constructed in Tamil Nadu is much closer to the shores of Sri Lanka than
to India’s capital New Delhi.
Q: Any plans to permit nuclear power generation in Sri Lanka
in the near future?
A: There was a newspaper report this week quoting the Power
and Energy Minister. But there has been no requests to this effect so
far, as far as I am concerned.
Although the CEA is responsible for the protection of environment,
this is largely a matter for the Atomic Energy Authority.
The CEA agrees as a principle, the idea of using nuclear energy for
However, as a small and strategically important state, we need to
evaluate a lot of areas before going for nuclear energy. We must not
create avenues for the international community to interfere in internal
affairs of our country and this issue I believe, if not handled
cautiously, will given them that impetus... the best example is Iran.
Q: When will the solid waste power plant in Meethotamulla,
which was proposed as a solution to the waste disposal crisis in Colombo
A: It is a plant run by private parties to generate energy
using solid waste. They have submitted an EIA report and at the moment,
we are evaluating this report. The first meeting of the technical
committee was held recently and almost all the government agencies
concerned attended the meeting. Under the project, the company is to
receive 700 Mt of solid waste per day to generate power. Colombo
Municipal Council agreed if CEA permits the project; they will supply
solid waste for the plant.
The Supreme Court also gave a ruling for the Colombo Municipal
Council to work out a plan to get a proper disposal facility. This plant
is one of their suggestions.
The project is between the CMC and the private company. The land will
be provided by the Urban Development Authority. We are currently
evaluating the environmental impact. If the impact is minimal, the
project could go ahead.
Q: Are you satisfied with the Colombo Municipal Council’s
current waste management policy?
A: The CMC should take effective measures to manage their
waste. What they have done is completely unacceptable. First, they
started open dumping in Bloemendhal.
Then, they moved elsewhere leaving a stinking mountain of garbage.
This Meethotamulla land was allocated as a short term solution, until
the CMC worked out a permanent solution. But they continued dumping at
Then a land in Karadiyana, an environmentally sensitive place close
to Bolgoda Lake was chosen. That was acquired not by CMC but private
waste disposal contractors working for them. Karadiyana has also become
a great big dump yard now.
It is high time that CMC set up a research and development fund to
hire scientific expertise in waste management.
This should be one of their top priorities.
The Colombo metropolitan area generates nearly 1,200 tons of waste
per day. It is not a simple task.
The CMC charges property tax from residents in Colombo.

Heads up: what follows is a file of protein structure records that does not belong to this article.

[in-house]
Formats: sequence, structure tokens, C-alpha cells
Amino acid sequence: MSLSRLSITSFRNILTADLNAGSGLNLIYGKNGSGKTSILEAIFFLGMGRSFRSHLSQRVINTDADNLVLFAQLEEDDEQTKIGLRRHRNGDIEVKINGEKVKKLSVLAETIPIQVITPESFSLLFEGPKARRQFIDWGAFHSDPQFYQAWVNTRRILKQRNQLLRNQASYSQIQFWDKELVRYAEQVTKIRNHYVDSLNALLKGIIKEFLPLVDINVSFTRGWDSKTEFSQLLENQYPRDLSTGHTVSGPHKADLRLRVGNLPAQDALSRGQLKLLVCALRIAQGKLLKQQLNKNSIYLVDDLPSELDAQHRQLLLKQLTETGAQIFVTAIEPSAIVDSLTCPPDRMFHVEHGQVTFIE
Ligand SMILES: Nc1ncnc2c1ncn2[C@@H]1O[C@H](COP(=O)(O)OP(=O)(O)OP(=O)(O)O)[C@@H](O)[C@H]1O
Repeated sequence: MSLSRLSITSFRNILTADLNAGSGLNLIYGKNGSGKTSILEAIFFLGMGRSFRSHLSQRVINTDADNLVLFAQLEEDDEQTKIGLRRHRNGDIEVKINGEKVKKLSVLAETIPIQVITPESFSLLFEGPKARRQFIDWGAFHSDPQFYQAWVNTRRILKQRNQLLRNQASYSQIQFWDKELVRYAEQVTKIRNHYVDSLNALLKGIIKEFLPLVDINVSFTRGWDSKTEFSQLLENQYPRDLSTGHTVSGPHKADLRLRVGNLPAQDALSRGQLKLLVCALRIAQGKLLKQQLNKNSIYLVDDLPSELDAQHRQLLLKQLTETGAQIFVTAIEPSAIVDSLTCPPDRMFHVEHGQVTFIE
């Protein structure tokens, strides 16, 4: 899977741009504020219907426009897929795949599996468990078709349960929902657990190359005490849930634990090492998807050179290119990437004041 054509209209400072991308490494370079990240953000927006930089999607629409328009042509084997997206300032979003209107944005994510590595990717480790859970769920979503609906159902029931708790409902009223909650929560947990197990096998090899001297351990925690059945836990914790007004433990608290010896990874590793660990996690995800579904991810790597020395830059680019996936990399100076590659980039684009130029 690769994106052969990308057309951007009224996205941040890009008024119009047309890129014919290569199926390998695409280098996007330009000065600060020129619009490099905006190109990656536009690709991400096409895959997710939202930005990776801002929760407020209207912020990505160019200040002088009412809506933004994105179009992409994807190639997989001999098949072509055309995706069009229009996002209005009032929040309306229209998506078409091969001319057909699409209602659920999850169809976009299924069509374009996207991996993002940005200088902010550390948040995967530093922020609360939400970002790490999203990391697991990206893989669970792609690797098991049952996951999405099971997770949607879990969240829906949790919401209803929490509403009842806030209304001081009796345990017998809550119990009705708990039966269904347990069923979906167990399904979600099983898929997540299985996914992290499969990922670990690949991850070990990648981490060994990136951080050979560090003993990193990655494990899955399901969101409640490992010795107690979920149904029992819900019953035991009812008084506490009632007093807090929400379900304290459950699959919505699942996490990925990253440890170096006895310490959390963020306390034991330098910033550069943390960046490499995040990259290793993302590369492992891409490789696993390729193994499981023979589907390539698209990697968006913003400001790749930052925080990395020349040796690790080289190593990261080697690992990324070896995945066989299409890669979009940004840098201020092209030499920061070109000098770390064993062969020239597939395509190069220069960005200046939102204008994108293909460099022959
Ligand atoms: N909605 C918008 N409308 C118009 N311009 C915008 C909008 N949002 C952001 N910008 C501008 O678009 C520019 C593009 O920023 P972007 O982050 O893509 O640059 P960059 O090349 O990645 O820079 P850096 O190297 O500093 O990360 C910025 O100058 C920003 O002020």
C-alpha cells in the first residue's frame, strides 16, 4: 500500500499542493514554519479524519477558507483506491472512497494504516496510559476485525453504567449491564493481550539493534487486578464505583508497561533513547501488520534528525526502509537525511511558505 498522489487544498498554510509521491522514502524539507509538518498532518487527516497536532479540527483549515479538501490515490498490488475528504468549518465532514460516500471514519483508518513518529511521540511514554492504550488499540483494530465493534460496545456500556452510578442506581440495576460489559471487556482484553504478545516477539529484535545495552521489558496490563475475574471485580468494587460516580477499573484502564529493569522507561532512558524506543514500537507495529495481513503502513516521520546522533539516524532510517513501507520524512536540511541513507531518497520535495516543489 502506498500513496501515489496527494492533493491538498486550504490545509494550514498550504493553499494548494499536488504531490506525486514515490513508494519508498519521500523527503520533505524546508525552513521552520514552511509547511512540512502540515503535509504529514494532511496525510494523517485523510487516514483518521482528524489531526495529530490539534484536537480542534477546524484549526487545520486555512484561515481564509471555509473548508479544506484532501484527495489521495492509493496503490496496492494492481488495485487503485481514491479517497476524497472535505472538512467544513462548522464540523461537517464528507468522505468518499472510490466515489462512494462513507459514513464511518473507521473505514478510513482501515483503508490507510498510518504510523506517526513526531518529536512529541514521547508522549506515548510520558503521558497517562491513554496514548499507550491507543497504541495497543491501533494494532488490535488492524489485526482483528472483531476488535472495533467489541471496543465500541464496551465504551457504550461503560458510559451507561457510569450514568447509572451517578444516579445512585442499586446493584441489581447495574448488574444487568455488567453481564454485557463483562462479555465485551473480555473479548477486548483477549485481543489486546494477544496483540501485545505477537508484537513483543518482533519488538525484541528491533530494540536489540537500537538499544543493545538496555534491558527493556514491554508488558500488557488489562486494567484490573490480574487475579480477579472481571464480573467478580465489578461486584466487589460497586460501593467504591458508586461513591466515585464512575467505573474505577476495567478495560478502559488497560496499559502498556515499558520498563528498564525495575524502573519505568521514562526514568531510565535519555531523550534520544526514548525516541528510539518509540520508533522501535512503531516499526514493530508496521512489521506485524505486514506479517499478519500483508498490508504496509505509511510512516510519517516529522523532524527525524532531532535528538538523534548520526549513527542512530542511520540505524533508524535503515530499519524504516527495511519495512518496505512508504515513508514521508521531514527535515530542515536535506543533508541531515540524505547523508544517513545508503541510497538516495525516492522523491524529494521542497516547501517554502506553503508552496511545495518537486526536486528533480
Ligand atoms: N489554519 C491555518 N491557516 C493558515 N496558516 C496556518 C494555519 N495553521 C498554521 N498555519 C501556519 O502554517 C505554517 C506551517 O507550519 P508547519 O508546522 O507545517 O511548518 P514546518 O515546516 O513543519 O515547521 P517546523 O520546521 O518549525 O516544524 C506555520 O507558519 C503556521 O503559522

hese funds should be utilised to find professional means to the
problem. We cannot allow the CMC to continue this open dumping in other
people’s territory, they must find alternative ways.
Meethotamulla is in Konlonnawa Pradeshiya Sabha and Karadiyana
belongs to the Boralesgamuwa PS.
Q: With the Rio Earth summit coming up, what are the plans to
reduce our carbon footprint and prevent climate change?
A: The topic of the theme of World Environmental Day this year
is Green Economy, We are also making plans to motivate and encourage
green businesses, environmentally friendly industries and green
Under the program it is targeted to minimise the exploitation of
natural resources and enhance recycling facilities for used items.
Plastic and polythene are alternatives for environmentally related
products, but their excessive production can harm the environment, so
recycled use of these products will be promoted.
We will be creating awareness among people to get the used products
back to the recycling process. Already recycling plastic products and
glass are fairly popular in Sri Lanka.
However, the industry of recycling has yet to be a popular business
in Sri Lanka.
We hardly see any new initiatives by investors. We want the business
community to develop an interest in this area. A private sector company
commissioned a bulk recycling plant last year. This is a very good
initiative. We are looking forward to promote such investments within
the year of ‘Green Economy’.
Q: But the electronic waste disposal mechanism set up recently
seem to have gained recognition among the masses?
A: The CEA along with private sector stake holders launched
this program last year. Electronic devises have replaced many industrial
items and household items.
It is a hazardous waste. We cannot send them to open dumping yards.
The recyclers of electronic waste are sending them out of the country.
In a short span it has become a highly lucrative business.